F+X++{X-(X-k^S)k^S}

where vectors X+ and X- are represented by

X+=B1(G-*F)G+X=A(G+G-*)F+B2(G+F)G-*

where A, B1 and B2 are constants given in Ref [15], which are functions of material properties and the recording configuration. It is seen in Eq. (10) that vector X+ is proportional to the original signal wave G+. On the other hand, the polarization state of vector X- is not the same as that of the signal wave G+. Thus, the resultant polarization state of reconstructed signal F+ may not be the same as that of the original signal. In the following, we consider the situations of linearly and circularly polarized lights separately, because they are the most frequent cases for practical applications.

2.2.1 Orthogonal linear polarization

In this case, both the object and the reference beams are linearly polarized and the polarization states are orthogonal to each other. There are two possible combinations for the object G+ and the reference beams G-: Case 1(a), the s-polarized object and p-polarized reference waves; and Case 1(b), the p-polarized object and s-polarized reference waves. For Case 1(a), the vector amplitudes G+ and G- are written respectively as

G+=G+s^S=G+[010],G=Gp^R=G[cosθR0sinθR]

For Case 1(b), the vector amplitudes G+ and G- are written respectively as

G+=G+p^S=G+[cosθS0sinθS],G=Gs^R=G[010]

In order to investigate the dependence of the reconstructed signal on the polarization state of the reading beam, we consider two possible polarization states of the reading beam F-, s-polarization and p-polarization, which are written respectively as

F-=Fs^R=F[010],orF-=Fp^R=F[cosθR0sinθR]

By substituting Eqs. (11a), (11b) and (12) into Eqs. (9) and (10), we obtain the vector amplitude F+ of the reconstructed signal, which is summarized in Table 1. It can be seen in column F+ that the polarization state of the reconstructed signal is the same as that of the original signal G+, if the polarization state of the reading beam F- is identical to that of the reference beam G-. However, the polarization of the reconstructed signal will be rotated by 90° if that of the reading beam is rotated by 90°. Therefore, there is always a diffracted wave reconstructed from the polarization hologram, and the polarization state will be either parallel or orthogonal to that of the object wave, depending on that of the reading wave.

Tables Icon

Table 1. Vector Amplitude F+ Reconstructed from Orthogonal Linear Polarization Hologram by Different Polarization States

2.2.2 Orthogonal circular polarization

In this case, both the object and the reference waves are circularly polarized, and they are orthogonal to each other. Again, there are two possible combinations for the object G+ and the reference beams G-: Case 2(a), the left-handed circularly polarized object wave and right-handed circularly polarized reference wave; and Case 2(b), the right-handed circularly polarized object wave and left-handed circularly polarized reference wave.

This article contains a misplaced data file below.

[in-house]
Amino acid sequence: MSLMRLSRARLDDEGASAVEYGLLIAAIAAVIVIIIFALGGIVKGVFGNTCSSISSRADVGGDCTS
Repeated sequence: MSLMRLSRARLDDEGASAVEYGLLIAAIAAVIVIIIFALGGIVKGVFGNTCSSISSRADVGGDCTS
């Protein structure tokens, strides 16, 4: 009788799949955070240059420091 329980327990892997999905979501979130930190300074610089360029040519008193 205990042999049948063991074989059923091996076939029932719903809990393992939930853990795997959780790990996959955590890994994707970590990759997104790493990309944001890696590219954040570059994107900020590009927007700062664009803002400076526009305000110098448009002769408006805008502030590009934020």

For Case 2(a), the vector amplitudes G+ and G- are written respectively as

G+=G+L^S=G+2(s^S+ip^S)=G+2[icosθS1isinθS],G=GR^R=G2(s^Rip^R)=G2[icosθR1isinθR]

For Case 2(b), the vector amplitudes G+ and G- are written respectively as

G+=G+R^S=G+2(s^Sip^S)=G+2[icosθS1isinθS],G=GL^R=G2(s^R+ip^R)=G2[icosθR1isinθR]
In the above equations, L^jand R^j(j = R, S) represent unit vectors of left-handed and right-handed circular polarization, respectively. After recording, the hologram can be reconstructed by a reading beam with either left-handed circular or right-handed circular polarization, of which the wave amplitude F- is written as

F=FL^R=F2(s^R+ip^R)=F2[icosθR1isinθR],orF =FR^R=F2(s^Rip^R)=F2[icosθR1isinθR]

Similarly, by substituting Eqs. (13a), (13b), and (14) into Eqs. (9) and (10) the vector amplitude F+ of the reconstructed signal can be obtained. The results are summarized in Table 2. It can be seen in Table 2 that in general for all cases, the polarization state of the reconstructed wave are complicated and elliptically polarized. It is only when the polarization state of the reading beam is identical to that of the reference beam, plus under paraxial approximation, the original object wave can be exactly reconstructed. To satisfy paraxial approximation, the intersection angle between the reference and the object beams must be so small that they propagate almost along the axial direction. Then, θSθR≈0°, and the coefficient cos(θs-θs)≈1. Under this condition, the polarization state of the diffracted signal becomes circular and is the same as that of the original signal. We also note that, under paraxial approximation and with the reading beam orthogonally polarized to that of the reference beam, no diffraction at all will occur from the polarization hologram. Therefore, holographic reconstructions with orthogonally polarized reading waves can achieve a very high degree of distinction for the two reading beams. Comparing this with that of orthogonal linear polarization hologram described in Cases (1a) and (1b), orthogonal circular polarization hologram is superior in terms of the signal to noise ratio for the reconstructed waves. These results are consistent with previous works derived by Huang and Wagner [16] and Nikolova et al [17]. They assumed the paraxial approximation and used 2x2 Jones matrix method to derive the diffraction properties from a polarization grating.